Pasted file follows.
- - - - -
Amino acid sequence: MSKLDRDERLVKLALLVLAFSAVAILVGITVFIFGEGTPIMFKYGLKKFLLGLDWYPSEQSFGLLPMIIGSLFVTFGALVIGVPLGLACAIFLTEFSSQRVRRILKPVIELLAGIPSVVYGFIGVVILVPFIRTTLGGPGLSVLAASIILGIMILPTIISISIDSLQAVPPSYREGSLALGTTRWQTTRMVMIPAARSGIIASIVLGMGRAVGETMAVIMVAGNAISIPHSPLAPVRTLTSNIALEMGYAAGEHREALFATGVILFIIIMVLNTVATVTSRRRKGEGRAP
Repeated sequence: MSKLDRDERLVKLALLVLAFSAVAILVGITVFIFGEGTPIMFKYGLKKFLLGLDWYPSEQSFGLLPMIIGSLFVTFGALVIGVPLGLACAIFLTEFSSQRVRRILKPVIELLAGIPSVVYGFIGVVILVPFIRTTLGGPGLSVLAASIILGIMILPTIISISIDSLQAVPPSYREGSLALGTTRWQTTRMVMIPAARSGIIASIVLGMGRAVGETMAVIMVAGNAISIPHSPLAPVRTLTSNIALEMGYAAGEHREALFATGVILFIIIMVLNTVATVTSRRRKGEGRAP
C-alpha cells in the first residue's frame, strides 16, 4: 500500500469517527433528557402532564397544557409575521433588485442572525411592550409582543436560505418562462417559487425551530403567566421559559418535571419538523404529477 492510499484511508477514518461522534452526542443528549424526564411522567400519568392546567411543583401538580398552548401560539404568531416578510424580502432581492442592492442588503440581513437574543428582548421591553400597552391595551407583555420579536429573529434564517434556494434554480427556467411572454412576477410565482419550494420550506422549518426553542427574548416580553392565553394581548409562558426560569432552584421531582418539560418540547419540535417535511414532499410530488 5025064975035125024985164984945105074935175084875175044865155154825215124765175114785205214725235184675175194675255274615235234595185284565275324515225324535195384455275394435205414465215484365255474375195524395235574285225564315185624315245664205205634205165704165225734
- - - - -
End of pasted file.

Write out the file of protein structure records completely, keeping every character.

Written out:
Amino acid sequence: MSKLDRDERLVKLALLVLAFSAVAILVGITVFIFGEGTPIMFKYGLKKFLLGLDWYPSEQSFGLLPMIIGSLFVTFGALVIGVPLGLACAIFLTEFSSQRVRRILKPVIELLAGIPSVVYGFIGVVILVPFIRTTLGGPGLSVLAASIILGIMILPTIISISIDSLQAVPPSYREGSLALGTTRWQTTRMVMIPAARSGIIASIVLGMGRAVGETMAVIMVAGNAISIPHSPLAPVRTLTSNIALEMGYAAGEHREALFATGVILFIIIMVLNTVATVTSRRRKGEGRAP
Repeated sequence: MSKLDRDERLVKLALLVLAFSAVAILVGITVFIFGEGTPIMFKYGLKKFLLGLDWYPSEQSFGLLPMIIGSLFVTFGALVIGVPLGLACAIFLTEFSSQRVRRILKPVIELLAGIPSVVYGFIGVVILVPFIRTTLGGPGLSVLAASIILGIMILPTIISISIDSLQAVPPSYREGSLALGTTRWQTTRMVMIPAARSGIIASIVLGMGRAVGETMAVIMVAGNAISIPHSPLAPVRTLTSNIALEMGYAAGEHREALFATGVILFIIIMVLNTVATVTSRRRKGEGRAP
C-alpha cells in the first residue's frame, strides 16, 4: 500500500469517527433528557402532564397544557409575521433588485442572525411592550409582543436560505418562462417559487425551530403567566421559559418535571419538523404529477 492510499484511508477514518461522534452526542443528549424526564411522567400519568392546567411543583401538580398552548401560539404568531416578510424580502432581492442592492442588503440581513437574543428582548421591553400597552391595551407583555420579536429573529434564517434556494434554480427556467411572454412576477410565482419550494420550506422549518426553542427574548416580553392565553394581548409562558426560569432552584421531582418539560418540547419540535417535511414532499410530488 5025064975035125024985164984945105074935175084875175044865155154825215124765175114785205214725235184675175194675255274615235234595185284565275324515225324535195384455275394435205414465215484365255474375195524395235574285225564315185624315245664205205634205165704165225734